In the beginning of an infant’s life, the caregiving demands are intense, and the relationship building exchanges are minimal. So naturally, if only one partner is able to handle one of the major areas of care, it can feel unbalanced. Because infants feed often, they spend a lot of their time with the parent who can feed them. Further, feeding is a comfort to your baby, and an association will often develop between the caregiver who provides their food, and feelings of comfort. Before long, you might start to feel like only the breastfeeding parent can seem to comfort the child.
Many parents experience challenges with finding meaningful ways to bond with their infant as the non-breastfeeding partner. Children need to feel the love and connection from each of their parents. Likewise, each parent needs to spend time with their child in order to appreciate a secure bond, and build confidence in your caretaking abilities. There are lots of great ways to bond with your child that don’t have to involve feeding. Practice these from the beginning and you will find that your bond with your child develops naturally, and you will feel confident in your ability to comfort them.
First of all, it’s important and helpful to set aside time that is just for the non-breastfeeding caregiver to spend with the baby. In order to make sure you get this time every day, I recommend choosing something you will already be doing with the baby daily, and trying to do it around the same time every day. For example, if Parent A is the breastfeeding parent, then Parent B can be in charge of the morning play and development routine. (If you need more ideas on what to do with your infant to promote development, click here.) After the baby’s first feed of the day, Parent B takes over for the next hour to have one on one bonding time with the baby. This will also function as a regular, predictable break for the breastfeeding parent, which is much needed!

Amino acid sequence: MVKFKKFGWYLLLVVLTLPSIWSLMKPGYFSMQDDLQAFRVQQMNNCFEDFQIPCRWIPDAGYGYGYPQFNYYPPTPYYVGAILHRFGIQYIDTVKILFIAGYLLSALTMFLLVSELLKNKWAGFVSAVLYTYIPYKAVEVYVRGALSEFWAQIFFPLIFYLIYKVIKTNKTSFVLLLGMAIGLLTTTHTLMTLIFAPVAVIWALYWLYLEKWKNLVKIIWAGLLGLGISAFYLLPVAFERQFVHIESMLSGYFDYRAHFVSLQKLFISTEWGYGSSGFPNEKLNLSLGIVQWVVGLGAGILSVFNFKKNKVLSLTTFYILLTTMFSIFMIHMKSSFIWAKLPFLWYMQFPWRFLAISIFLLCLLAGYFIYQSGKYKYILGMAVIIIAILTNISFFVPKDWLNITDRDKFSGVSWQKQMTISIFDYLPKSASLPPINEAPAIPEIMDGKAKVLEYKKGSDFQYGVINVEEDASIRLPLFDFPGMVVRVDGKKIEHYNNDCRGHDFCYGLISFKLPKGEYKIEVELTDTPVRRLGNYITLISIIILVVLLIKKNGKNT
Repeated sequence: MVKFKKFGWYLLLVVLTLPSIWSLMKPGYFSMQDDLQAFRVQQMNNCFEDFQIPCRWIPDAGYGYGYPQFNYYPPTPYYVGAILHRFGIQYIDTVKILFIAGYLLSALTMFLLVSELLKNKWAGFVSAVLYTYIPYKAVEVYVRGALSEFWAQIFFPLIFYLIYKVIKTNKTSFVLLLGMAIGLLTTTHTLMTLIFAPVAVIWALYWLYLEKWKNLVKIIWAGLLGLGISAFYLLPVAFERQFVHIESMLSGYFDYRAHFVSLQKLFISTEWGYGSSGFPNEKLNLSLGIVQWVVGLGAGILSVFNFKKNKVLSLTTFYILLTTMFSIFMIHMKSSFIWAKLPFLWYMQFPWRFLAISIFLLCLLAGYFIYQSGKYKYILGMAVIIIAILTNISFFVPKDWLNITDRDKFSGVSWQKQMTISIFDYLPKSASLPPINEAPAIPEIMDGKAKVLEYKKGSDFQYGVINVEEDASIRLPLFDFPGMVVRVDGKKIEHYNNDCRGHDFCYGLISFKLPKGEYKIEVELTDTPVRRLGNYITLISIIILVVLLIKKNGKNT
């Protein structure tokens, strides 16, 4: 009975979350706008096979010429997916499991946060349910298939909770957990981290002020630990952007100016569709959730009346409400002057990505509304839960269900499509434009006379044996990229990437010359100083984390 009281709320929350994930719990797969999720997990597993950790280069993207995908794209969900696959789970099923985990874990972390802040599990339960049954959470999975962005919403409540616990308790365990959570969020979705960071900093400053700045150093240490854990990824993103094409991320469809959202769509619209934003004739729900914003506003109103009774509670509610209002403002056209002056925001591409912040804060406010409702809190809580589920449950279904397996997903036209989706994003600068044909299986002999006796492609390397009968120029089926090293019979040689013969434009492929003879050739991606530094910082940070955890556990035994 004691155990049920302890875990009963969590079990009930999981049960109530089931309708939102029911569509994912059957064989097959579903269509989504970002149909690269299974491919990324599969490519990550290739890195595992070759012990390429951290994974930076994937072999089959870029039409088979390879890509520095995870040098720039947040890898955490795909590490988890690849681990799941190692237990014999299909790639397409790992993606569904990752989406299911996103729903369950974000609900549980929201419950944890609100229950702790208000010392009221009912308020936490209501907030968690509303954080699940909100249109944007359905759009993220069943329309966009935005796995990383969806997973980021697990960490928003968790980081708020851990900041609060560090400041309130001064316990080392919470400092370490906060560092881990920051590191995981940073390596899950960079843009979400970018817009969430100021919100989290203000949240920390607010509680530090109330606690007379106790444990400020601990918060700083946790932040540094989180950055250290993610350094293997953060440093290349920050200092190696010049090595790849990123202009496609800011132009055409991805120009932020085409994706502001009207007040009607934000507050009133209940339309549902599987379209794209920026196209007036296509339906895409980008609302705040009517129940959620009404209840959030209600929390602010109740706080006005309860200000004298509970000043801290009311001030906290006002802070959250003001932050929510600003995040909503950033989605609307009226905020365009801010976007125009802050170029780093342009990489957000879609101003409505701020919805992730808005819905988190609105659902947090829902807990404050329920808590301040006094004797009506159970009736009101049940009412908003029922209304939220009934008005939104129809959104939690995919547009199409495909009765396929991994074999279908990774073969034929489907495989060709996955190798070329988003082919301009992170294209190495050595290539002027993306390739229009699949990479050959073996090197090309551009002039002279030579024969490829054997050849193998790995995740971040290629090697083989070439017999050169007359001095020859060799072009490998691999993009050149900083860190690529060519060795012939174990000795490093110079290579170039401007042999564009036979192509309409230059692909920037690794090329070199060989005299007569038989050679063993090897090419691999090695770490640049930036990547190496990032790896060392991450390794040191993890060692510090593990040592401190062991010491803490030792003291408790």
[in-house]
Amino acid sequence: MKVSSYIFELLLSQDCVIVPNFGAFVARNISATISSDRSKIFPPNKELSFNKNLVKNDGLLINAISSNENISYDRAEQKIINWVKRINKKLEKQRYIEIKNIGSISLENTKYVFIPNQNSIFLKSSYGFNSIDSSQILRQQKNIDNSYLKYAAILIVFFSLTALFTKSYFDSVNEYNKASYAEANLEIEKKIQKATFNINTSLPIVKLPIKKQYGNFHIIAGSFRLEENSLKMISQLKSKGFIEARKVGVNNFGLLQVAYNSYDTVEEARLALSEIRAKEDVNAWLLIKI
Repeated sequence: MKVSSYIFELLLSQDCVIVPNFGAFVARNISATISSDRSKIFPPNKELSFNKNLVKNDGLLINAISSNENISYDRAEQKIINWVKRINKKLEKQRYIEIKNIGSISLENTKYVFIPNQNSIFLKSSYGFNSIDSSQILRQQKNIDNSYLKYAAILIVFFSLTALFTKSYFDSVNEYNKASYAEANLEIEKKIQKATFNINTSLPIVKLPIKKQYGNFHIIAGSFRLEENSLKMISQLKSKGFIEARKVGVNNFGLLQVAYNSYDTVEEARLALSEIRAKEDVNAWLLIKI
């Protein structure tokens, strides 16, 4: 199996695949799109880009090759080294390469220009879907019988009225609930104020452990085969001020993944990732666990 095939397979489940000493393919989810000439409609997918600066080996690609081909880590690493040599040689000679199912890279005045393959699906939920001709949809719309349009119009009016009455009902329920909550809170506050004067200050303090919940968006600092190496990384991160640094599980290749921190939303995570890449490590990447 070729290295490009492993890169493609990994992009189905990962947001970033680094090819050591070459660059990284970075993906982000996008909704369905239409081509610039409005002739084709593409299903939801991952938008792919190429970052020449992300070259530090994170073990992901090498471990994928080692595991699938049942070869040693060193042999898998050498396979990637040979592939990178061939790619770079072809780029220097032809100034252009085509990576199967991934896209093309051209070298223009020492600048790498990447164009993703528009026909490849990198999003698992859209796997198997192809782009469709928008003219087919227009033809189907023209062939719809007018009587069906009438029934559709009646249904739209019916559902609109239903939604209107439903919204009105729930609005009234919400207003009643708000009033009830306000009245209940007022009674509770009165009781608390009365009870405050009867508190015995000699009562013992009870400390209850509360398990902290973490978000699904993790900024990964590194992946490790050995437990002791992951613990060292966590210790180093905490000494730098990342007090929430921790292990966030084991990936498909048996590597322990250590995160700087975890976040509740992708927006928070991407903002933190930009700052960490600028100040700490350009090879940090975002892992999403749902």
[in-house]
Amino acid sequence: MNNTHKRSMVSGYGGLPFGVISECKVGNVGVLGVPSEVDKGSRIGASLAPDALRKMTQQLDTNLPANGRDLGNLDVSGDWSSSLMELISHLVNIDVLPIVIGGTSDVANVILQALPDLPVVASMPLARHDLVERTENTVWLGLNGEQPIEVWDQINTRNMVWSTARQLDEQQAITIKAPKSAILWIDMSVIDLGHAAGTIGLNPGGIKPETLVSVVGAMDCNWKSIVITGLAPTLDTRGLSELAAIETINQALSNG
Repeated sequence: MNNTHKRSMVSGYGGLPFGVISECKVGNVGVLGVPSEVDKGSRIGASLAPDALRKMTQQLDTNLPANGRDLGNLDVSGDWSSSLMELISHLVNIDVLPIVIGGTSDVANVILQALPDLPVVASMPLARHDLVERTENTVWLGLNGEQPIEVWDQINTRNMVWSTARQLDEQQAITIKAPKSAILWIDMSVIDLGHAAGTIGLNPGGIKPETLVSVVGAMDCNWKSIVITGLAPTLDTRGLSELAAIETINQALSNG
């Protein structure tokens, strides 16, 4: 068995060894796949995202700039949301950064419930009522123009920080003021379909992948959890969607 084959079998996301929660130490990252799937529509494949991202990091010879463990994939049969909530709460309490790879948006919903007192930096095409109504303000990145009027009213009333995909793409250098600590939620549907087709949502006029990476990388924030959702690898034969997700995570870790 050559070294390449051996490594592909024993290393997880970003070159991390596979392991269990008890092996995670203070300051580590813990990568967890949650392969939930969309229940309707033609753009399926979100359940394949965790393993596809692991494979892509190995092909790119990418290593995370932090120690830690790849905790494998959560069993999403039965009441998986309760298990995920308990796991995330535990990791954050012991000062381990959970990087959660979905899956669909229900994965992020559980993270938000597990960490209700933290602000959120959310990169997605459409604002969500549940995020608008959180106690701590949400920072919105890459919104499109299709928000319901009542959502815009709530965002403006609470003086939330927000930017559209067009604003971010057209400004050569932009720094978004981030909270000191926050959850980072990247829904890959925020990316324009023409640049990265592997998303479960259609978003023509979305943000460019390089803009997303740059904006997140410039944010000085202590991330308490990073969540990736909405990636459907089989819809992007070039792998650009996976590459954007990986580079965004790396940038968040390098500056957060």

Sleeping is the only thing your baby is going to do more of than eating, especially in the beginning. Newborn babies can sleep anywhere from 15 to 19+ hours every 24 hour period. That’s a lot of sleep! Learning to put your baby to sleep is a guaranteed way to spend lots of time with your little one! This can also help to keep sleeping a separate activity from eating, which will avoid the pitfall of having your child feed to sleep, which can quickly become difficult to deal with, and really tip the scales of the caregiving burden onto the breastfeeding parent almost entirely. In other words, your family will receive multiple benefits from all caregivers learning to put your baby to sleep, and it’s a great way to spend time with your baby as a non-breastfeeding caregiver.
Some other activities that are great bonding time and a prime opportunity for the non-breastfeeding parent to build a routine with the child are bath time, diaper changing routine, dinner time, reading books together, going for a daily walk, playing music together – you name it, you can do it with your baby! The important part is that you do it together every day. Your baby just wants to be near you and feel your presence and love. You do not need an elaborate ritual to make that happen. Instead, finding routine ways to participate in the caregiving needs of your baby will develop your bond organically. So pick a few things out that are yours to do with the baby and stick to them. I guarantee your baby will get used to you handling these tasks for them, and it will become a special time spent caring for your baby and bonding with each other.